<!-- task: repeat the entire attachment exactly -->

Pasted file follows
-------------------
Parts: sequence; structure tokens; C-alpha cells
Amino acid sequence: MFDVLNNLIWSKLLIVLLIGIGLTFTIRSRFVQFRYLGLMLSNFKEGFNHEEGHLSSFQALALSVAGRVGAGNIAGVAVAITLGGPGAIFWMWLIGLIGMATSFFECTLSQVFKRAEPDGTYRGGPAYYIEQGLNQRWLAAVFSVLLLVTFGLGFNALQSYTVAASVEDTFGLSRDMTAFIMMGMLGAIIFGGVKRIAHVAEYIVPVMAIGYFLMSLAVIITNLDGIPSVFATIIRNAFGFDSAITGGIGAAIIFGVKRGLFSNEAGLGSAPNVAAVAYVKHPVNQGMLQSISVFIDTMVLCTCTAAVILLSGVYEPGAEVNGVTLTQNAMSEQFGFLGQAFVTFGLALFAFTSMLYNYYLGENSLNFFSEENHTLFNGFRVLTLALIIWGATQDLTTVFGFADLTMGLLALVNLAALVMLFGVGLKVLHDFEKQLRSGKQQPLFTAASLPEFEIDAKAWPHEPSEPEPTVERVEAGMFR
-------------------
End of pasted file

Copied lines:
Parts: sequence; structure tokens; C-alpha cells
Amino acid sequence: MFDVLNNLIWSKLLIVLLIGIGLTFTIRSRFVQFRYLGLMLSNFKEGFNHEEGHLSSFQALALSVAGRVGAGNIAGVAVAITLGGPGAIFWMWLIGLIGMATSFFECTLSQVFKRAEPDGTYRGGPAYYIEQGLNQRWLAAVFSVLLLVTFGLGFNALQSYTVAASVEDTFGLSRDMTAFIMMGMLGAIIFGGVKRIAHVAEYIVPVMAIGYFLMSLAVIITNLDGIPSVFATIIRNAFGFDSAITGGIGAAIIFGVKRGLFSNEAGLGSAPNVAAVAYVKHPVNQGMLQSISVFIDTMVLCTCTAAVILLSGVYEPGAEVNGVTLTQNAMSEQFGFLGQAFVTFGLALFAFTSMLYNYYLGENSLNFFSEENHTLFNGFRVLTLALIIWGATQDLTTVFGFADLTMGLLALVNLAALVMLFGVGLKVLHDFEKQLRSGKQQPLFTAASLPEFEIDAKAWPHEPSEPEPTVERVEAGMFR